Sunday, 11 August 2013

Review: Dance The Moon Down - RL Bartram

Reviewer: John
Rating 5 out of 5 Fairies

At first, I was somewhat worried by the cast list at the front of the book, there seemed to be so many characters to remember; my worries were unfounded though, I never had to refer to the list, as most of the characters they passed into & out of the narrative as it unfolded.

The book is undoubtedly historically accurate and paints a picture of WW1 that most of us will be unfamiliar with, that of the effect of the war at home. The story is based around the life of Victoria, an upper middle class lady as she passes from the privileged life of her upbringing in the early pages of the book, through marriage to the love of her life & the subsequent reality of a life experience she could never have imagined.

I think most of us have some idea of the muddy hell the soldiers lived through, there is enough newsreel evidence of that; but at home life was difficult in its own way; the lack of information about the fate of loved ones; the poverty & hardship of the working classes in the pre-welfare state. The way that the suffragettes had to fight so hard to gain voting rights for women, & how they were treated as criminals for wanting something we take for granted these days.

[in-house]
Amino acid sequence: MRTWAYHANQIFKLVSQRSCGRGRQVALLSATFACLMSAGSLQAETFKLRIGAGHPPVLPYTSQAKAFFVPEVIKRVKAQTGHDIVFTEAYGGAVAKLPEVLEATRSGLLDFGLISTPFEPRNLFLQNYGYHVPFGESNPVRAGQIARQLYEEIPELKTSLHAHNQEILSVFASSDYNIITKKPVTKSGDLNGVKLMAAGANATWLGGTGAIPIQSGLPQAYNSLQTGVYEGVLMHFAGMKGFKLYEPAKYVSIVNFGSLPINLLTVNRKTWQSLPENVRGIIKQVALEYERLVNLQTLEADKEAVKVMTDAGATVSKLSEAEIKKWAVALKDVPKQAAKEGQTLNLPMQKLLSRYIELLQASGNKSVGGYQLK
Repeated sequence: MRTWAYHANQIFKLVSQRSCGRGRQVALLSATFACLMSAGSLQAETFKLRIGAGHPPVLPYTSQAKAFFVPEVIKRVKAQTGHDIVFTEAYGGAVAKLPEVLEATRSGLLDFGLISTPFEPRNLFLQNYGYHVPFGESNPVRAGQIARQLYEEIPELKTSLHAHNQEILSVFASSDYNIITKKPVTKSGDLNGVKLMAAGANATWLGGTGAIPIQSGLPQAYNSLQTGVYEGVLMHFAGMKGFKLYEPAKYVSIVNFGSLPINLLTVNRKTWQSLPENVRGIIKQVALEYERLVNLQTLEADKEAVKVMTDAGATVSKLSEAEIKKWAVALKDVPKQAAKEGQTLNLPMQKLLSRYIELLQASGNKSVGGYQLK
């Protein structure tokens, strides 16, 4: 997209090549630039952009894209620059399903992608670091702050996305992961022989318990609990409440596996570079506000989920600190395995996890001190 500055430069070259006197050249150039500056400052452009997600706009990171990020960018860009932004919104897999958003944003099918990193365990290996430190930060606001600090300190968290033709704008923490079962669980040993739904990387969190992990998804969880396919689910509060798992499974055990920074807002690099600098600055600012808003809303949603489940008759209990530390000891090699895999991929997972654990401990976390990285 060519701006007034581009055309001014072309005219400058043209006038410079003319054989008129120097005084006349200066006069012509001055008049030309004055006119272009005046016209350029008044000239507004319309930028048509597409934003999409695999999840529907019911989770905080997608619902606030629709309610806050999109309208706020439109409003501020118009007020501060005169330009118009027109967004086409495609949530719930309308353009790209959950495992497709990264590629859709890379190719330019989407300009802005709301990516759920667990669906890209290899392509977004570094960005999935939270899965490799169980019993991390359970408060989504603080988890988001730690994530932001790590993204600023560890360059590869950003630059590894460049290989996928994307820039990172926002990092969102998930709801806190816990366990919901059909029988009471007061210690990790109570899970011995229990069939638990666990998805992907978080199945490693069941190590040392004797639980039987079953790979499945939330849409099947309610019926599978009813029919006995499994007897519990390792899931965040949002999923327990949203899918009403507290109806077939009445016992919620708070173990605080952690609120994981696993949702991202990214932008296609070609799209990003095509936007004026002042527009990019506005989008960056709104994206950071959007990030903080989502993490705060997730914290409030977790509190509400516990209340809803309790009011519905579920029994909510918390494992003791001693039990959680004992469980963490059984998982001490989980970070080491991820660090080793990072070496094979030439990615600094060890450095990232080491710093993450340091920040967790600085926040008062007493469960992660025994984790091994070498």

I wasn’t too sure about this book at first, but I found I really wanted to read on once I started; I could picture many of the scenes in the book, I drew mental pictures of the various characters as they were so well described & their stories came to life.
In 1910, no one believed there would ever be a war with Germany. Safe in her affluent middle-class life, the rumours held no significance for Victoria either. It was her father's decision to enroll her at university that began to change all that. There she befriends the rebellious and outspoken Beryl Whittaker, an emergent suffragette, but it is her love for Gerald Avery, a talented young poet from a neighbouring university that sets the seal on her future. 
After a clandestine romance, they marry in January 1914, but with the outbreak of the First World War, Gerald volunteers but within months has gone missing in France. Convinced that he is still alive, Victoria's initial attempts to discover what has become of him, implicate her in a murderous assault on Lord Kitchener resulting in her being interrogated as a spy, and later tempted to adultery. 
Now virtually destitute, Victoria is reduced to finding work as a common labourer on a run down farm, where she discovers a world of unimaginable ignorance and poverty. It is only her conviction that Gerald will some day return that sustains her through the dark days of hardship and privation as her life becomes a battle of faith against adversity.
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